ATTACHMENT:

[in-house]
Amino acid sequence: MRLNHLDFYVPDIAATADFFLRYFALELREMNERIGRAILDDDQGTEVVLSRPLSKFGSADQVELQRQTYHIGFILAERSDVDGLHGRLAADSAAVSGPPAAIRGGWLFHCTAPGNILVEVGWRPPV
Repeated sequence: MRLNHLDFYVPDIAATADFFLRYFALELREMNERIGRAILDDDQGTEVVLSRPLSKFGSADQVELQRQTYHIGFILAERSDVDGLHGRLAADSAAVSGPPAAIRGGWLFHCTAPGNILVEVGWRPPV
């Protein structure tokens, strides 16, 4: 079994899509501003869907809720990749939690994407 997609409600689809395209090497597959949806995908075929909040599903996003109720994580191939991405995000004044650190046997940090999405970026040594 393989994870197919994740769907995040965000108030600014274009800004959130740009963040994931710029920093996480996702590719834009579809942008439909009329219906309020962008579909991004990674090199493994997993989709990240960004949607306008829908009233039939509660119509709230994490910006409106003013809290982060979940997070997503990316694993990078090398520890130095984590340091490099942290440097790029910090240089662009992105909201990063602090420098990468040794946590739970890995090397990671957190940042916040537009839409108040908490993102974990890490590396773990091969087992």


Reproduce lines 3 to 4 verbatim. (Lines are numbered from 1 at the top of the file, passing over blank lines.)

Repeated sequence: MRLNHLDFYVPDIAATADFFLRYFALELREMNERIGRAILDDDQGTEVVLSRPLSKFGSADQVELQRQTYHIGFILAERSDVDGLHGRLAADSAAVSGPPAAIRGGWLFHCTAPGNILVEVGWRPPV
């Protein structure tokens, strides 16, 4: 079994899509501003869907809720990749939690994407 997609409600689809395209090497597959949806995908075929909040599903996003109720994580191939991405995000004044650190046997940090999405970026040594 393989994870197919994740769907995040965000108030600014274009800004959130740009963040994931710029920093996480996702590719834009579809942008439909009329219906309020962008579909991004990674090199493994997993989709990240960004949607306008829908009233039939509660119509709230994490910006409106003013809290982060979940997070997503990316694993990078090398520890130095984590340091490099942290440097790029910090240089662009992105909201990063602090420098990468040794946590739970890995090397990671957190940042916040537009839409108040908490993102974990890490590396773990091969087992």